We wanted to do something to reposition reading and our message is the same today as it was then – that reading is fun, relevant, accessible, exciting, and has the power to transform lives.’
I myself have so much to thank books for, as a child they were my favourite way to learn and to relax, and today that’s still true for me.
Today at Happy Childcare we are celebrating a wonderful author friend Sarina Siebenaler and her delightful book Do Not Wish For A Birthday Unicorn!
It’s about Kat a little girl who wishes for a unicorn-themed birthday party. When her mum says ‘Yes’ Kat carefully selects the perfect unicorn, but when she arrives from the Uni Express, they discover she hasn’t bathed in 21 days!
I loved the message in this book around thoughtful, kind and caring intentions, and in particular the sentence that resonated most was;
For, the spirit of kindness will always shine through- when we all work together to help someone blue.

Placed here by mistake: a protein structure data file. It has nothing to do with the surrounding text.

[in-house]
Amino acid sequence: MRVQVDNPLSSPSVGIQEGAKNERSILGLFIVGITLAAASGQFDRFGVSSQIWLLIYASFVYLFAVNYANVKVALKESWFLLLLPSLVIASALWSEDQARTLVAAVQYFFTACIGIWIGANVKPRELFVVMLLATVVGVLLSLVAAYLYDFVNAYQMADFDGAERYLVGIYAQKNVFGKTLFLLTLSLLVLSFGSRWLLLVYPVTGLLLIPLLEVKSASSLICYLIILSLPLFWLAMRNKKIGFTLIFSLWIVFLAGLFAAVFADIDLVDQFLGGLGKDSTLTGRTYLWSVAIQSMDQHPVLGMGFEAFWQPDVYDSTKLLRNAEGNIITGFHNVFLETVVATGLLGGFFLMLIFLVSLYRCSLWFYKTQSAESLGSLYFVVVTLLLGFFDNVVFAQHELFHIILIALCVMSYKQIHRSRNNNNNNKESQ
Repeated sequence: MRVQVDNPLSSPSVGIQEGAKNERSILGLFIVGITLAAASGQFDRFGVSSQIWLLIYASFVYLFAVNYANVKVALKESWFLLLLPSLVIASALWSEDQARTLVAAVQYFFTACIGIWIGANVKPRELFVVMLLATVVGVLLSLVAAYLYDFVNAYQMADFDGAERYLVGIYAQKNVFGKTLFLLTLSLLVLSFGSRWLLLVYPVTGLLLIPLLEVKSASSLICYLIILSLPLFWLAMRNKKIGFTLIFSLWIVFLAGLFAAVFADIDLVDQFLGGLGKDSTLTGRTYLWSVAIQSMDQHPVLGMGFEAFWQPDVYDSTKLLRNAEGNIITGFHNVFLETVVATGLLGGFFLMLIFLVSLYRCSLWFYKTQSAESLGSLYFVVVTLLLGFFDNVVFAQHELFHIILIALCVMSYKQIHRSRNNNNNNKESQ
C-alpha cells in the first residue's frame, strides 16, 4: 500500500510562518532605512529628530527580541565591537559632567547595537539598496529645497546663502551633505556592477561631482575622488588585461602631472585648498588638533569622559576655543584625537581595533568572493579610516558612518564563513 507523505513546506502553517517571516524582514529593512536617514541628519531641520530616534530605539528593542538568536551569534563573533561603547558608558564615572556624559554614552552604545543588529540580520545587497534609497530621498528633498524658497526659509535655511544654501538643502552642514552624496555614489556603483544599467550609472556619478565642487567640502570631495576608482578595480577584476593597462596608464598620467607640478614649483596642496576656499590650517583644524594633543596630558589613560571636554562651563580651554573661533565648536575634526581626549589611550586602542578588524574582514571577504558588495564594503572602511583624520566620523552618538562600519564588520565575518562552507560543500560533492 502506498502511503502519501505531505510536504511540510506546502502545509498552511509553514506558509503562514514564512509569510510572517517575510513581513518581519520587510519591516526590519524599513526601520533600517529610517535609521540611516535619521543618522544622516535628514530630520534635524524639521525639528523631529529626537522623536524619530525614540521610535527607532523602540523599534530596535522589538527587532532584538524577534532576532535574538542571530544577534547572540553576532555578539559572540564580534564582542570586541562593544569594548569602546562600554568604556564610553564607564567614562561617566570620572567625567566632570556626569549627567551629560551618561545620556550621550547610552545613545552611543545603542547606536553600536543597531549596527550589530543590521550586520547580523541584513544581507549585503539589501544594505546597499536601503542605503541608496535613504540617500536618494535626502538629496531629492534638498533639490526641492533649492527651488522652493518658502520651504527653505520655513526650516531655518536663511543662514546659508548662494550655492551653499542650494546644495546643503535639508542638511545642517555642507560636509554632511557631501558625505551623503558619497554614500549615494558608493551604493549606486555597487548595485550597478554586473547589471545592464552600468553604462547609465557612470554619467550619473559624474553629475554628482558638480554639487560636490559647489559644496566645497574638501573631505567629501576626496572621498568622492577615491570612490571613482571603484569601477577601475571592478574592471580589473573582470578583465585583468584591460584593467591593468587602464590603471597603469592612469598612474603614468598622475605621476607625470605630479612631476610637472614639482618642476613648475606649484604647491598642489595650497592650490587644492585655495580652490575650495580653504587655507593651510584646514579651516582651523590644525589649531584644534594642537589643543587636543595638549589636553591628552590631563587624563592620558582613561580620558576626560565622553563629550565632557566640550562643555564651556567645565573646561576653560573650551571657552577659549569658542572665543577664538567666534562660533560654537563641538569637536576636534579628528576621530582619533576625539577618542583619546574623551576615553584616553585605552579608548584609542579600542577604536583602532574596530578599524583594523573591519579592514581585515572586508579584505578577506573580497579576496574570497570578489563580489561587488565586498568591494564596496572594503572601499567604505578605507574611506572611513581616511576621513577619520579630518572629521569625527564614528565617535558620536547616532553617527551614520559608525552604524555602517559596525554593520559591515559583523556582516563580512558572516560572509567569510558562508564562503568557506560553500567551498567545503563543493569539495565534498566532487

It’s easy to see why all the children loved this book, it’s silly and rhyming and full of fantasy with mentions of clouds, rainbows, mermaids and fairies, even an ostrich.
The older children liked reading it to the younger ones who delighted in the colourful illustrations. And the children even compiled some questions to ask the Author which we have sent to her, and she absolutely loved them all. When we get her answers, we’ll update this post but here are the questions.
What inspired you to write the story?
Where did you write it?
How long did it take you to write?
Where do unicorns come from?
Are unicorns real?
And if so, have you seen one?
Where can I buy a unicorn from?
Ha ha children ask the funniest questions
Thank you to the author Sarina for her wonderful answers as follows.
We can’t wait for book 3 and some more laugh out loud adventures!
Well, if like me you live in Wales, you’ll be half way through half term by now Yippee!
You’ve probably done the cinema, soft play and visits to Gran’s, you’ve bought half of Asda’s toy aisles and your home is a complete and utter mess.
Like most mums you’re probably willing on Monday and praying there’s no inset day you’ve forgotten!
Well done you for getting through the toughest few days, now it’s time to chill out.
So, here’s 3 ways to help you through the next 3 days!
1) ENCOURAGE BOREDOM
Sometimes, we give our children too much choice, and this can overwhelm them.